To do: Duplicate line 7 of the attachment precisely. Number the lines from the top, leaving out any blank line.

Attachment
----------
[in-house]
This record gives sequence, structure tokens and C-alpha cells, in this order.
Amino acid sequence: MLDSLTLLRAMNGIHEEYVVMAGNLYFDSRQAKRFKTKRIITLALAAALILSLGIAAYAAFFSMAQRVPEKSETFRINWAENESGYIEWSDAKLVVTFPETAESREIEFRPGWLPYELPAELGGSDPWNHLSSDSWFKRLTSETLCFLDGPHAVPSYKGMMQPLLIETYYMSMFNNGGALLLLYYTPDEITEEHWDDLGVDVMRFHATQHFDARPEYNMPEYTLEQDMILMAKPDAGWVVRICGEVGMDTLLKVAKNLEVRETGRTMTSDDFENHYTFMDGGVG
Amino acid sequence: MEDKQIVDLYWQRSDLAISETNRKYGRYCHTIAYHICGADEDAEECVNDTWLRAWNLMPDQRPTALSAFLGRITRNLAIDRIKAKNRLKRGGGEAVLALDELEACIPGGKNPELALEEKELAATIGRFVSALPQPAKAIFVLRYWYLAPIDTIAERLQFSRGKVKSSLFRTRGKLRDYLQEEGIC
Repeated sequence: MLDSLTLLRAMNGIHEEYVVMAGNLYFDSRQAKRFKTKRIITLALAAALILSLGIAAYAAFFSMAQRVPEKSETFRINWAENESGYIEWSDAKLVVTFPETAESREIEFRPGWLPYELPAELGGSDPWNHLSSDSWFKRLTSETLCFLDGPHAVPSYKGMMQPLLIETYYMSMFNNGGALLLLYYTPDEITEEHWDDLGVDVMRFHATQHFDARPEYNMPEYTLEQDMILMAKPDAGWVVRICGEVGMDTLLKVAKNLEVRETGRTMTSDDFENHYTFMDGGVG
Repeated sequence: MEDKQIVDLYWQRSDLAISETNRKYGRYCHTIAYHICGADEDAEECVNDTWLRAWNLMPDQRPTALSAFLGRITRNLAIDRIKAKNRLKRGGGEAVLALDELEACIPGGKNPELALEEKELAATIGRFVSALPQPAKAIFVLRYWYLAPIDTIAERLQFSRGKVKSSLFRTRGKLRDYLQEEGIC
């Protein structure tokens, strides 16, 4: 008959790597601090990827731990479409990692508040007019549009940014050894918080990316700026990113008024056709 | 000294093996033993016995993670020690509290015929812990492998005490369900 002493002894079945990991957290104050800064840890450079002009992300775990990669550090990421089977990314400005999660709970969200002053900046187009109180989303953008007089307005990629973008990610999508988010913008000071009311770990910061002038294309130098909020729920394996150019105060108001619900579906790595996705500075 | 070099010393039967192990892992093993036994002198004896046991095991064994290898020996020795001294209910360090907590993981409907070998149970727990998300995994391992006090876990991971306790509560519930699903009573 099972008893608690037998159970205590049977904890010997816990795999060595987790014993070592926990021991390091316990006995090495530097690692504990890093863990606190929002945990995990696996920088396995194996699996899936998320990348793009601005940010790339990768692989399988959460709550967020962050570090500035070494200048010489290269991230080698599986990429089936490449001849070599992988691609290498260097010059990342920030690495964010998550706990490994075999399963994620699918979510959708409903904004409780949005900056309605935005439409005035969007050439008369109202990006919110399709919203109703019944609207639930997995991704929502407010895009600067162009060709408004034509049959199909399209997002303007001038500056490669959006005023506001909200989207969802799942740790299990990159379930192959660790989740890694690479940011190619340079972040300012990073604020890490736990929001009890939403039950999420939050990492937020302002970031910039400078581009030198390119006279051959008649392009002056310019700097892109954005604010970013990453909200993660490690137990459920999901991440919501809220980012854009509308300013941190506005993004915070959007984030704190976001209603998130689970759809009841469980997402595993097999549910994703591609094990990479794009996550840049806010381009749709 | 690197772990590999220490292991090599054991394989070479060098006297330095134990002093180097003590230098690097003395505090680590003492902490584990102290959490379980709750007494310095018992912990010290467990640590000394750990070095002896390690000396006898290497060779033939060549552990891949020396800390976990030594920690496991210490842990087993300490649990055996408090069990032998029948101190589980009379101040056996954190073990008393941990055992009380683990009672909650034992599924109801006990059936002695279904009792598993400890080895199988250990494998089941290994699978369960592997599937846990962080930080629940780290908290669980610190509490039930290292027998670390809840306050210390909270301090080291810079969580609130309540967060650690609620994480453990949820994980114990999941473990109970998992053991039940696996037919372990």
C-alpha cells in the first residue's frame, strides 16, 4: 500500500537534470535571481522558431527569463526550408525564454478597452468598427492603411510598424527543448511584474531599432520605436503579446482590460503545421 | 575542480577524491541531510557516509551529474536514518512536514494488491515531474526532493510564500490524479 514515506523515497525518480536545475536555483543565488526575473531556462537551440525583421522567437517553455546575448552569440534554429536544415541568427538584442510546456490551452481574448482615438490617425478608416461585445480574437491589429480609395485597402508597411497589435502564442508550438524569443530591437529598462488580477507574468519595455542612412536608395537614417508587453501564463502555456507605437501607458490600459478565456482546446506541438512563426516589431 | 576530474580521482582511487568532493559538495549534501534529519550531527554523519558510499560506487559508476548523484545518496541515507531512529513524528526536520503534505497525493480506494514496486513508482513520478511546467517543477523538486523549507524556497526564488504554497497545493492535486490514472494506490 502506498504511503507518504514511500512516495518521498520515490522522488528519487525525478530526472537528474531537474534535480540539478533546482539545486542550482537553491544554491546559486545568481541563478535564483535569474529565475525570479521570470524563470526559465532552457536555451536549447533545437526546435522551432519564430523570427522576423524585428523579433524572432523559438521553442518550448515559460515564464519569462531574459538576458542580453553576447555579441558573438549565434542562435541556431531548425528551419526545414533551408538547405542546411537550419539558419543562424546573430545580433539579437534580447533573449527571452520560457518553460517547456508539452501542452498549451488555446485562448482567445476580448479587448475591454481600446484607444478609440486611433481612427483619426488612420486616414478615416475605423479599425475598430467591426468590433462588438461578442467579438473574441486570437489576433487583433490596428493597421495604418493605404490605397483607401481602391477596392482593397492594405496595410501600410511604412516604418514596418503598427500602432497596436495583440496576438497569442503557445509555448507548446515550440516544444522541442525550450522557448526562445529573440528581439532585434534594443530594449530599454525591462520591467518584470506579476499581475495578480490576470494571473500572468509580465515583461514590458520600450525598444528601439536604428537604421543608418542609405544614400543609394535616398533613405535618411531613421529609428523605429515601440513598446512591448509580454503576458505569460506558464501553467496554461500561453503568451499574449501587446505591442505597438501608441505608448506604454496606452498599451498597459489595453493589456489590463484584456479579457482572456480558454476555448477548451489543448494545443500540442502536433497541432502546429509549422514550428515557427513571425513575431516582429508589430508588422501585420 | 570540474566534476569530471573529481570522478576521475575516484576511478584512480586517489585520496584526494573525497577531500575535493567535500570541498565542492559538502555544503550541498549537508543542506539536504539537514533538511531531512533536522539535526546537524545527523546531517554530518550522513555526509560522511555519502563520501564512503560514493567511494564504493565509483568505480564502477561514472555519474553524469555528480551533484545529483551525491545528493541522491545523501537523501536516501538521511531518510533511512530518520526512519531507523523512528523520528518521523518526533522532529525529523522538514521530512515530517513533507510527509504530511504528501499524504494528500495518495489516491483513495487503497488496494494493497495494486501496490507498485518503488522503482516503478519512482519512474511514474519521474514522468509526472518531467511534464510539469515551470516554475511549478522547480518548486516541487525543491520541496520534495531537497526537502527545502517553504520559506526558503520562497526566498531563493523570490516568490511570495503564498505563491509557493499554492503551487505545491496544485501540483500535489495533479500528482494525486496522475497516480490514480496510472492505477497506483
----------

């Protein structure tokens, strides 16, 4: 008959790597601090990827731990479409990692508040007019549009940014050894918080990316700026990113008024056709 | 000294093996033993016995993670020690509290015929812990492998005490369900 002493002894079945990991957290104050800064840890450079002009992300775990990669550090990421089977990314400005999660709970969200002053900046187009109180989303953008007089307005990629973008990610999508988010913008000071009311770990910061002038294309130098909020729920394996150019105060108001619900579906790595996705500075 | 070099010393039967192990892992093993036994002198004896046991095991064994290898020996020795001294209910360090907590993981409907070998149970727990998300995994391992006090876990991971306790509560519930699903009573 099972008893608690037998159970205590049977904890010997816990795999060595987790014993070592926990021991390091316990006995090495530097690692504990890093863990606190929002945990995990696996920088396995194996699996899936998320990348793009601005940010790339990768692989399988959460709550967020962050570090500035070494200048010489290269991230080698599986990429089936490449001849070599992988691609290498260097010059990342920030690495964010998550706990490994075999399963994620699918979510959708409903904004409780949005900056309605935005439409005035969007050439008369109202990006919110399709919203109703019944609207639930997995991704929502407010895009600067162009060709408004034509049959199909399209997002303007001038500056490669959006005023506001909200989207969802799942740790299990990159379930192959660790989740890694690479940011190619340079972040300012990073604020890490736990929001009890939403039950999420939050990492937020302002970031910039400078581009030198390119006279051959008649392009002056310019700097892109954005604010970013990453909200993660490690137990459920999901991440919501809220980012854009509308300013941190506005993004915070959007984030704190976001209603998130689970759809009841469980997402595993097999549910994703591609094990990479794009996550840049806010381009749709 | 690197772990590999220490292991090599054991394989070479060098006297330095134990002093180097003590230098690097003395505090680590003492902490584990102290959490379980709750007494310095018992912990010290467990640590000394750990070095002896390690000396006898290497060779033939060549552990891949020396800390976990030594920690496991210490842990087993300490649990055996408090069990032998029948101190589980009379101040056996954190073990008393941990055992009380683990009672909650034992599924109801006990059936002695279904009792598993400890080895199988250990494998089941290994699978369960592997599937846990962080930080629940780290908290669980610190509490039930290292027998670390809840306050210390909270301090080291810079969580609130309540967060650690609620994480453990949820994980114990999941473990109970998992053991039940696996037919372990």